What I Learn When Things Go Wrong

Jordan Brown

When you commit to a goal or a new project, you're not just committing to the outcome.

You're also committing to whatever happens before the outcome--all the missteps and backslides, the sudden victories and crushing defeats.

In the mind, the world appears one way. But eventually it must meet reality and with what actually transpires in front of you.

This issue is about making those two ends meet, about bringing the mind and reality together.

This is about what I learn when things go wrong.

These lessons can apply to anyone.

Things Go Wrong - I Struggle Like Everyone Else

Recently, I've committed to expanding the mental health content I provide.

We're in the middle of a pandemic, and people are being more introspective than they normally are. I've wanted to capitalize on what seems like a mood shift related to mental health issues. The world seems more open to discussing them, so I've opened myself to connect in new and more impactful ways.

In my heart, I'll always consider myself a writer first and foremost. But there are other avenues for self-expression. Not all people consume content in the same way.

This week I attempted to publish a third video on YouTube. But Internet issues have gotten in the way, and I still haven't been able to upload it to YouTube. I've had connectivity issues where I am in Montana, and it made me realize how much I've come to rely on the Internet, especially when I'm forced to primarily connect with individuals online because of the coronavirus shutdown.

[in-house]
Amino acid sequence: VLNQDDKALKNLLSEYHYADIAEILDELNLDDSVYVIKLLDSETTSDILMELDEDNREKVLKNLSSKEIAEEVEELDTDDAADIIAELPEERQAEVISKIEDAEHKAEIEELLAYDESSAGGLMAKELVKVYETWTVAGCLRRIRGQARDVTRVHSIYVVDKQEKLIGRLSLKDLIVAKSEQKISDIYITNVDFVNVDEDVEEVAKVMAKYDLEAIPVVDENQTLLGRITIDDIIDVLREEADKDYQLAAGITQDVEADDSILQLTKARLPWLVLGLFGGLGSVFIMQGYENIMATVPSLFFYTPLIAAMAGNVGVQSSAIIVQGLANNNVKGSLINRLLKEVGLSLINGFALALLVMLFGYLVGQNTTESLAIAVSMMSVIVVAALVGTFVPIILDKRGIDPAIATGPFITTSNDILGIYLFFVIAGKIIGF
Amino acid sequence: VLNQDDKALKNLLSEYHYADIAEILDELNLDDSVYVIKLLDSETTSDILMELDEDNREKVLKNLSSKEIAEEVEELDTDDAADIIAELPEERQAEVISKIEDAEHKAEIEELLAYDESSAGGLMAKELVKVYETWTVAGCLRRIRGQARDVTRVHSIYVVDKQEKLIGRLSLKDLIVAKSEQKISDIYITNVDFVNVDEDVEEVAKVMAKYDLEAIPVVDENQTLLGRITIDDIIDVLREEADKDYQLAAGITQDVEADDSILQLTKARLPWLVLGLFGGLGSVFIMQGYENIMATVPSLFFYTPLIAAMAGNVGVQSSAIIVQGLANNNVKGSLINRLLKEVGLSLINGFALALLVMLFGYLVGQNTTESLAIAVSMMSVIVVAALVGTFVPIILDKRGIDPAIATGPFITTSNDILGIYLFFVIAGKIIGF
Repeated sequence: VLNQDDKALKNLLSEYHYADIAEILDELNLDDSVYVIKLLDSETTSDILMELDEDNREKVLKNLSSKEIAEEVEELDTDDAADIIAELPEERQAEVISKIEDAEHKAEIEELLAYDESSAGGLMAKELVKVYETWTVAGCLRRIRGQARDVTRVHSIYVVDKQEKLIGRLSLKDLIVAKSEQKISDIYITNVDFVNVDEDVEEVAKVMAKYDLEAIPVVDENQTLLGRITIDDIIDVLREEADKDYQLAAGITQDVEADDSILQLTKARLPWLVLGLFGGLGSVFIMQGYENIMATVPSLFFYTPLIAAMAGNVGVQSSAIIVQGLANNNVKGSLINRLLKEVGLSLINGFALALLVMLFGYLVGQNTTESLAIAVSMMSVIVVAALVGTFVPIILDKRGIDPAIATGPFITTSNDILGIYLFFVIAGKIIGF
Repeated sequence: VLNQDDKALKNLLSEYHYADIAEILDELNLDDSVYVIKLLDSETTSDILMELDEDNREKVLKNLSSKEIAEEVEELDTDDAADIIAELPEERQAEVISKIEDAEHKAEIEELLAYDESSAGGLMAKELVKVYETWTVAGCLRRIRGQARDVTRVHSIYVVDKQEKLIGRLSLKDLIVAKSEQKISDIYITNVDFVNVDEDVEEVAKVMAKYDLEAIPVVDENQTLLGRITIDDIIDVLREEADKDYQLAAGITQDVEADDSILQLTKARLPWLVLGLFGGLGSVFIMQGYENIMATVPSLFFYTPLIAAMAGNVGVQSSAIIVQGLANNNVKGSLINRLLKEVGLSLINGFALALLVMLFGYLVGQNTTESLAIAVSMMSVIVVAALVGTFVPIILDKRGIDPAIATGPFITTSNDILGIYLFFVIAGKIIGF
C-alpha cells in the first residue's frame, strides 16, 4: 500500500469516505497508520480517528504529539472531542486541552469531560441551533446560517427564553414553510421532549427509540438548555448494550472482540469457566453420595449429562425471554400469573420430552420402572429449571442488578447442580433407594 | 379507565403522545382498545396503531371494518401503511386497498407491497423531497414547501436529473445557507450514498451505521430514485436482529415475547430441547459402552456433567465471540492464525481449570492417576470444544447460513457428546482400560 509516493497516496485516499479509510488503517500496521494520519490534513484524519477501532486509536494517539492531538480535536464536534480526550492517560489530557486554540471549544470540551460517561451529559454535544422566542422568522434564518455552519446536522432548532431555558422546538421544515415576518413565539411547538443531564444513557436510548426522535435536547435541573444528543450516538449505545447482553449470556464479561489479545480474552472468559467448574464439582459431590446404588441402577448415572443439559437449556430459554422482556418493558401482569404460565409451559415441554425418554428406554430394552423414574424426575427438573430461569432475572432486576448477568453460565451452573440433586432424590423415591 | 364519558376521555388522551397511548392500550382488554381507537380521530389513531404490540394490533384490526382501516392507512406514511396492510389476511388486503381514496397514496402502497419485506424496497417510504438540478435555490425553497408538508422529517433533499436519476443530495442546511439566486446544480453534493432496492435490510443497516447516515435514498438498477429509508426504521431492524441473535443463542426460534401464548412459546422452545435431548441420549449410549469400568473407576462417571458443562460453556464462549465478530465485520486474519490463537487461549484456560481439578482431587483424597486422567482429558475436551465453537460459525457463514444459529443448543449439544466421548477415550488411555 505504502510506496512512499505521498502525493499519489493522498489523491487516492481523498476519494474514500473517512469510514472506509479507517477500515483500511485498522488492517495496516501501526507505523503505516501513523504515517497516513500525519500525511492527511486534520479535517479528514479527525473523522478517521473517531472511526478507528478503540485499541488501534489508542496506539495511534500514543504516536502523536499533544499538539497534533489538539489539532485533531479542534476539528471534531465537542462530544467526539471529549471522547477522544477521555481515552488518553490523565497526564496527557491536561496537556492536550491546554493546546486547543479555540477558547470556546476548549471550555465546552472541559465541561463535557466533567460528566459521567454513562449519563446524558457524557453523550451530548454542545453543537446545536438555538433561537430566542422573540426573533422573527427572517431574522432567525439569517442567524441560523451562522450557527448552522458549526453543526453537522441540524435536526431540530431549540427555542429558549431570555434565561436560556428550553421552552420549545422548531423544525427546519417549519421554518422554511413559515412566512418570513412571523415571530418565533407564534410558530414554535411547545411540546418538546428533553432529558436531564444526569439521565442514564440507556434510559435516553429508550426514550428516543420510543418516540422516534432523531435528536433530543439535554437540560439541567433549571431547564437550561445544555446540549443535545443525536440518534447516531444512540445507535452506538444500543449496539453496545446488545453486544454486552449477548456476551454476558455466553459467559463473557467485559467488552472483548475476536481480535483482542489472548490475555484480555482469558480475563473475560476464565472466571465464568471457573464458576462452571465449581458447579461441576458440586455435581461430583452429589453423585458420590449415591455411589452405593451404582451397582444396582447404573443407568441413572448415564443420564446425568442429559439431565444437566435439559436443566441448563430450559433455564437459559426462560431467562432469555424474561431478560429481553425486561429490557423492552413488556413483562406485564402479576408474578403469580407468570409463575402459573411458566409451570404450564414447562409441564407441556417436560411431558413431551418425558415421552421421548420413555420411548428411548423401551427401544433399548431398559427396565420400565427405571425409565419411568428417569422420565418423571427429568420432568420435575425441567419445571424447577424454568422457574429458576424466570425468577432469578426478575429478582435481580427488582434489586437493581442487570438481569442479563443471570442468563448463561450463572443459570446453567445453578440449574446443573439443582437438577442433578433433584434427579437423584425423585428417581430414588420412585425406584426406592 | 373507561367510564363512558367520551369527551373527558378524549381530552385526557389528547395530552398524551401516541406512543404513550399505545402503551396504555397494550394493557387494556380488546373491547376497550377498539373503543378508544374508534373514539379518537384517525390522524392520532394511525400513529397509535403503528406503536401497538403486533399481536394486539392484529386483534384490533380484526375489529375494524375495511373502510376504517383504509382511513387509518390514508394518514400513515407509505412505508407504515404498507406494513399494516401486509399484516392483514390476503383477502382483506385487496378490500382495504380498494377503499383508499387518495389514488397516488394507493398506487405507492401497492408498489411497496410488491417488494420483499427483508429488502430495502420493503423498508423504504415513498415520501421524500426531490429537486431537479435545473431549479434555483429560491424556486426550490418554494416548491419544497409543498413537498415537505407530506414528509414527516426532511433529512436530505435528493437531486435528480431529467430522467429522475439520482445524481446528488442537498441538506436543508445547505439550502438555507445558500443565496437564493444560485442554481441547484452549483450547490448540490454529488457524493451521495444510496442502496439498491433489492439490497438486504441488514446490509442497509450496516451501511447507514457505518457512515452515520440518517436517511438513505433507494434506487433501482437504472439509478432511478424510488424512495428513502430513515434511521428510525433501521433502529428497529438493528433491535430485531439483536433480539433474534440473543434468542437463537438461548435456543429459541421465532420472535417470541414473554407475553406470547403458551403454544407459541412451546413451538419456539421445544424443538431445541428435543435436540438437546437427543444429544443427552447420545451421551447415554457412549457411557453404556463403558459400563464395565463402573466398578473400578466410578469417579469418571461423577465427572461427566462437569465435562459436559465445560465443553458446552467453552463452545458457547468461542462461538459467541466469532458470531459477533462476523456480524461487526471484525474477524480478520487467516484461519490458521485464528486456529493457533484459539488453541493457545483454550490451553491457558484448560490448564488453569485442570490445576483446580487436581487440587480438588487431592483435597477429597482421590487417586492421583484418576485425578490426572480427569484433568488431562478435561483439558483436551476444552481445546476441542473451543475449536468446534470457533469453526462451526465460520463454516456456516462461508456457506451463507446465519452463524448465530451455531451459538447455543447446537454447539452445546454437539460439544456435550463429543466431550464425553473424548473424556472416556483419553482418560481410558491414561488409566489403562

I also realized how much pressure I constantly put on myself. I wanted to publish a third video and share it with you because I promised myself I would. I told you as much. But it just wasn't in the cards.

I'm also in the middle of starting a mental health book club thanks to the excellent suggestion by  a Mental Health Update member, and it's taking a lot longer than I anticipated. It's piecemeal when I want to create the whole right away.

But, of course, nothing works like that. Entire projects don't simple appear in their full, completed form. There are always roadblocks along the way.

What I Learn When Things Go Wrong

This new video-publishing schedule and my plans for a mental health book club are just two of many things that went wrong--or what I consider to be "wrong"--during the course of this past week.

But that's how it always is, isn't it? The vision in the mind never matches reality. And that doesn't mean I'm a failure, nor does it mean that I've mistakes.

It means that life's road map follows its own course, and I'm hardly ever in control of what that course ends up being. What I am in control of, I learn with each detour of the road map, is that I have the ability to control how I respond. My mental health depends on it.

When things go wrong, I have the ability to reframe the meaning of what's happening to me. I get the chance to use it as a reminder of the important truth that I am the narrator of my own story, a story that continues as long as I give it meaning.

So no, my plans may not match up with my initial ambitions, but my vision is as clear as I make it to be. I can control that. I can control my attitude, and that's especially important during these uncertain times.

I'm just one person, but I feel more connected to the world when I share my story. How about you?